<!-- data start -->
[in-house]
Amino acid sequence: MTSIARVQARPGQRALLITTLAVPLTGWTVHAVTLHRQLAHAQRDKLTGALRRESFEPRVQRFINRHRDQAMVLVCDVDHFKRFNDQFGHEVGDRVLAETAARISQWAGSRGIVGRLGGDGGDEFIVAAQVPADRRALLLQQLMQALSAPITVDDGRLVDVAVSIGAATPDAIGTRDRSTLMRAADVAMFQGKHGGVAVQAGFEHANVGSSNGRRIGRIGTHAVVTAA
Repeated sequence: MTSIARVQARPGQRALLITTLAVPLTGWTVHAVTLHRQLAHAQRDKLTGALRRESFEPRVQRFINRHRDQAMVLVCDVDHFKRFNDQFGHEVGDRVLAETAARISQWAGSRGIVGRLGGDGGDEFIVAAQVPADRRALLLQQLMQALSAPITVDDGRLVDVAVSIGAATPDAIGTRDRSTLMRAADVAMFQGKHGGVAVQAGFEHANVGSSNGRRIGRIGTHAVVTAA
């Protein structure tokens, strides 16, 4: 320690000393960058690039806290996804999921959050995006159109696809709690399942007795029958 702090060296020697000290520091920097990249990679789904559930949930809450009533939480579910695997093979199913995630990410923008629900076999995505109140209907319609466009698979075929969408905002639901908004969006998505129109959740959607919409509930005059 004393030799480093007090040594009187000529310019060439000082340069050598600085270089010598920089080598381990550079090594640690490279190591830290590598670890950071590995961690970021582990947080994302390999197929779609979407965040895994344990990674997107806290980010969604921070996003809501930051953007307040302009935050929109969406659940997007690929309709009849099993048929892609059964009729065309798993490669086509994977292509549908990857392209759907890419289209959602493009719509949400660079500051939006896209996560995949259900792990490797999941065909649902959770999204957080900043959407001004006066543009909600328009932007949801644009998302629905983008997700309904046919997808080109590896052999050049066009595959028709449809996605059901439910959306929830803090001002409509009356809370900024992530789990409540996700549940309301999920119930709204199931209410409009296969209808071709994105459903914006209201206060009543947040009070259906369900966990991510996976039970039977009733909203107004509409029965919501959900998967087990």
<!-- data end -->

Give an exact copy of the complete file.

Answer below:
[in-house]
Amino acid sequence: MTSIARVQARPGQRALLITTLAVPLTGWTVHAVTLHRQLAHAQRDKLTGALRRESFEPRVQRFINRHRDQAMVLVCDVDHFKRFNDQFGHEVGDRVLAETAARISQWAGSRGIVGRLGGDGGDEFIVAAQVPADRRALLLQQLMQALSAPITVDDGRLVDVAVSIGAATPDAIGTRDRSTLMRAADVAMFQGKHGGVAVQAGFEHANVGSSNGRRIGRIGTHAVVTAA
Repeated sequence: MTSIARVQARPGQRALLITTLAVPLTGWTVHAVTLHRQLAHAQRDKLTGALRRESFEPRVQRFINRHRDQAMVLVCDVDHFKRFNDQFGHEVGDRVLAETAARISQWAGSRGIVGRLGGDGGDEFIVAAQVPADRRALLLQQLMQALSAPITVDDGRLVDVAVSIGAATPDAIGTRDRSTLMRAADVAMFQGKHGGVAVQAGFEHANVGSSNGRRIGRIGTHAVVTAA
């Protein structure tokens, strides 16, 4: 320690000393960058690039806290996804999921959050995006159109696809709690399942007795029958 702090060296020697000290520091920097990249990679789904559930949930809450009533939480579910695997093979199913995630990410923008629900076999995505109140209907319609466009698979075929969408905002639901908004969006998505129109959740959607919409509930005059 004393030799480093007090040594009187000529310019060439000082340069050598600085270089010598920089080598381990550079090594640690490279190591830290590598670890950071590995961690970021582990947080994302390999197929779609979407965040895994344990990674997107806290980010969604921070996003809501930051953007307040302009935050929109969406659940997007690929309709009849099993048929892609059964009729065309798993490669086509994977292509549908990857392209759907890419289209959602493009719509949400660079500051939006896209996560995949259900792990490797999941065909649902959770999204957080900043959407001004006066543009909600328009932007949801644009998302629905983008997700309904046919997808080109590896052999050049066009595959028709449809996605059901439910959306929830803090001002409509009356809370900024992530789990409540996700549940309301999920119930709204199931209410409009296969209808071709994105459903914006209201206060009543947040009070259906369900966990991510996976039970039977009733909203107004509409029965919501959900998967087990």